A Cathedral dedicated to St Paul has overlooked the City of London since 604AD, a constant reminder to this great commercial centre of the importance of the spiritual side of life.
The current Cathedral – the fourth to occupy this site – was designed by the court architect Sir Christopher Wren and built between 1675 and 1710 after its predecessor was destroyed in the Great Fire of London. Its architectural and artistic importance reflect the determination of the five monarchs who oversaw its building that London’s leading church should be as beautiful and imposing as their private palaces.
Since the first service took place here in 1697, Wren's masterpiece has been where people and events of overwhelming importance to the country have been celebrated, mourned and commemorated. Throughout, St Paul’s has remained a busy, working church where millions have come to worship and find peace. It is a heritage site of international importance which attracts thousands of people each year, a symbol of the City and Nation it serves and, above all, a lasting monument to the glory of God.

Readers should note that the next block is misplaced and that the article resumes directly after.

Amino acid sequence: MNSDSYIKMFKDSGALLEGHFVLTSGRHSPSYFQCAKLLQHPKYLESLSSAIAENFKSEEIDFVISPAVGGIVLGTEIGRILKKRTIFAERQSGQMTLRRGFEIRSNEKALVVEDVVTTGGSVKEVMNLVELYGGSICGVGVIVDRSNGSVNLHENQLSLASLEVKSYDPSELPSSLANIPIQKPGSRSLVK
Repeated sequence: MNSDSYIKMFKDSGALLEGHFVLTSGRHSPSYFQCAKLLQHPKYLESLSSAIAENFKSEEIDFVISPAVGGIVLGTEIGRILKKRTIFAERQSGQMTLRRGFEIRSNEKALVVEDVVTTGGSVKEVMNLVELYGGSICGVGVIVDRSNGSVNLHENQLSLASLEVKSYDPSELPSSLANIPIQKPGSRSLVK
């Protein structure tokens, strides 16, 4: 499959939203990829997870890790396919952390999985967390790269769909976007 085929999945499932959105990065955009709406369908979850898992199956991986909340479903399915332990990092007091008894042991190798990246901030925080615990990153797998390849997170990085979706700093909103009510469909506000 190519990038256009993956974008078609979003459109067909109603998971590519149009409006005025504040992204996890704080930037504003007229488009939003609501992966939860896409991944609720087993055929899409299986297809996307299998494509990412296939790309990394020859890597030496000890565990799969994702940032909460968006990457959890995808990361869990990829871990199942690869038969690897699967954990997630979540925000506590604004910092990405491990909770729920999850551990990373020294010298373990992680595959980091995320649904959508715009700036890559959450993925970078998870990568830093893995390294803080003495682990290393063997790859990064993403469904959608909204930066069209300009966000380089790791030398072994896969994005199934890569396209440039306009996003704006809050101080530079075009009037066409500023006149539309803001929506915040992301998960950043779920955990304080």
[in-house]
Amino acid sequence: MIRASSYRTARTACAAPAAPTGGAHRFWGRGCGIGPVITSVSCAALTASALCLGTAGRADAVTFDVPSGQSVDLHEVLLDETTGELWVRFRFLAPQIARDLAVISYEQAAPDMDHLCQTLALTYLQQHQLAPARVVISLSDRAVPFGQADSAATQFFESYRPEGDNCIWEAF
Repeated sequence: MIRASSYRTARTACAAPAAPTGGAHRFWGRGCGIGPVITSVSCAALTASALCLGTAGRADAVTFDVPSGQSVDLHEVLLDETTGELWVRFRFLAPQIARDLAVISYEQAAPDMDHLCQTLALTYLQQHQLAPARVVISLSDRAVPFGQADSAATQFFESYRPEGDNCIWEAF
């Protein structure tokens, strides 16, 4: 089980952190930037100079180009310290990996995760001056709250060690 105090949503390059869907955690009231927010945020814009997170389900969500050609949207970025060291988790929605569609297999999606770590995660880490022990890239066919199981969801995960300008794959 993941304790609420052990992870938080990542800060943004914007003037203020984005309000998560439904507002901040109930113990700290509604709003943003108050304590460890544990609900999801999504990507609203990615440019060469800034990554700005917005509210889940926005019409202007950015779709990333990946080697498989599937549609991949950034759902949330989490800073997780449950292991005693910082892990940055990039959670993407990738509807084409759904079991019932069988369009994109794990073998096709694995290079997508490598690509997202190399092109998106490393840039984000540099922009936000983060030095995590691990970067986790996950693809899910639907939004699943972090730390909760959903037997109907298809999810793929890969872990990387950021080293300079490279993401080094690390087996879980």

The Whispering Gallery, situated 30 metres above the cathedral floor and is famous for its acoustics.
The Golden Gallery—which offers breathtaking panoramic views of central London for those with the energy to climb the 530 steps.
Did you know?…
St Paul’s cathedral was the tallest building in London from 1710 to 1962
St Paul’s is the only cathedral to have been designed, built and completed by a single architect. It took 35 years to build, 1675–1710.
The present St Paul’s is the fourth to occupy the site on Ludgate Hill; the first cathedral dedicated to St Paul was built in 604 AD.
There are over six million pieces of mosaic in St Paul’s Cathedral.
The St Paul’s Cathedral Grand Organ has 7,256 pipes, 108 stops and 5 manuals. Both Mendelssohn and Handel played the St Paul’s organ.
The crypt is the final resting place for many famous names including Nelson, Wellington, Joseph Turner and Sir Alexander Fleming.
St Paul’s was the venue for some of the nation’s grandest funerals, including Admiral Lord Nelson (1806), Arthur, Duke of Wellington (1852) and Sir Winston Churchill (1965).
All information is drawn from or provided by the museums themselves and every effort is made to ensure it is correct. Please remember to double check opening hours with the venue concerned before making a special visit.